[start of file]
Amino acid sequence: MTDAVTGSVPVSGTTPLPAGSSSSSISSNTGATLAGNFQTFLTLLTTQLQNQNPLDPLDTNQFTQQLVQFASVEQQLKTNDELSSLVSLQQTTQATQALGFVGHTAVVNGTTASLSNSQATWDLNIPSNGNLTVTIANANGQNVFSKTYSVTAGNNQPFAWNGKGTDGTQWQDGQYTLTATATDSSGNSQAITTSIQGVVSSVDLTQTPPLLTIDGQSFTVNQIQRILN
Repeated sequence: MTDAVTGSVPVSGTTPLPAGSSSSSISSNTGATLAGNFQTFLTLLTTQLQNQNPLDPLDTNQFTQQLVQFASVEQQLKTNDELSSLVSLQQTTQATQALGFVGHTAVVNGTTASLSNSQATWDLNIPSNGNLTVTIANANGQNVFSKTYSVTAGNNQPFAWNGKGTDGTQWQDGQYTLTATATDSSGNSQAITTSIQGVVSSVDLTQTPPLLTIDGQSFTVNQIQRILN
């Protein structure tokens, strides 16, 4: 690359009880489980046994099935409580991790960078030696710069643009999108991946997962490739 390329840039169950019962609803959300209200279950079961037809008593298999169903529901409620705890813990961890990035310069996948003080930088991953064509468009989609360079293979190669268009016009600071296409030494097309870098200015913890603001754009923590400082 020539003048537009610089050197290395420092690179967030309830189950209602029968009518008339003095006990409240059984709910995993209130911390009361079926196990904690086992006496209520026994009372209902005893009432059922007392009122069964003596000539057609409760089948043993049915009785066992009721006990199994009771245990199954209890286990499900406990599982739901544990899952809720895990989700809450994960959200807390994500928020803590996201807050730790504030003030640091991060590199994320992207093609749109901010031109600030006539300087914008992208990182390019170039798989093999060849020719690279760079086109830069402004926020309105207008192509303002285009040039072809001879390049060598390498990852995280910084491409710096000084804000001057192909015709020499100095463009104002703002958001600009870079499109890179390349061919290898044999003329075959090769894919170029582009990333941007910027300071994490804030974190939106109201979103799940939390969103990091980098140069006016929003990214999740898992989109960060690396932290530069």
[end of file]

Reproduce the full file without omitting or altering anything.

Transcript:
Amino acid sequence: MTDAVTGSVPVSGTTPLPAGSSSSSISSNTGATLAGNFQTFLTLLTTQLQNQNPLDPLDTNQFTQQLVQFASVEQQLKTNDELSSLVSLQQTTQATQALGFVGHTAVVNGTTASLSNSQATWDLNIPSNGNLTVTIANANGQNVFSKTYSVTAGNNQPFAWNGKGTDGTQWQDGQYTLTATATDSSGNSQAITTSIQGVVSSVDLTQTPPLLTIDGQSFTVNQIQRILN
Repeated sequence: MTDAVTGSVPVSGTTPLPAGSSSSSISSNTGATLAGNFQTFLTLLTTQLQNQNPLDPLDTNQFTQQLVQFASVEQQLKTNDELSSLVSLQQTTQATQALGFVGHTAVVNGTTASLSNSQATWDLNIPSNGNLTVTIANANGQNVFSKTYSVTAGNNQPFAWNGKGTDGTQWQDGQYTLTATATDSSGNSQAITTSIQGVVSSVDLTQTPPLLTIDGQSFTVNQIQRILN
């Protein structure tokens, strides 16, 4: 690359009880489980046994099935409580991790960078030696710069643009999108991946997962490739 390329840039169950019962609803959300209200279950079961037809008593298999169903529901409620705890813990961890990035310069996948003080930088991953064509468009989609360079293979190669268009016009600071296409030494097309870098200015913890603001754009923590400082 020539003048537009610089050197290395420092690179967030309830189950209602029968009518008339003095006990409240059984709910995993209130911390009361079926196990904690086992006496209520026994009372209902005893009432059922007392009122069964003596000539057609409760089948043993049915009785066992009721006990199994009771245990199954209890286990499900406990599982739901544990899952809720895990989700809450994960959200807390994500928020803590996201807050730790504030003030640091991060590199994320992207093609749109901010031109600030006539300087914008992208990182390019170039798989093999060849020719690279760079086109830069402004926020309105207008192509303002285009040039072809001879390049060598390498990852995280910084491409710096000084804000001057192909015709020499100095463009104002703002958001600009870079499109890179390349061919290898044999003329075959090769894919170029582009990333941007910027300071994490804030974190939106109201979103799940939390969103990091980098140069006016929003990214999740898992989109960060690396932290530069």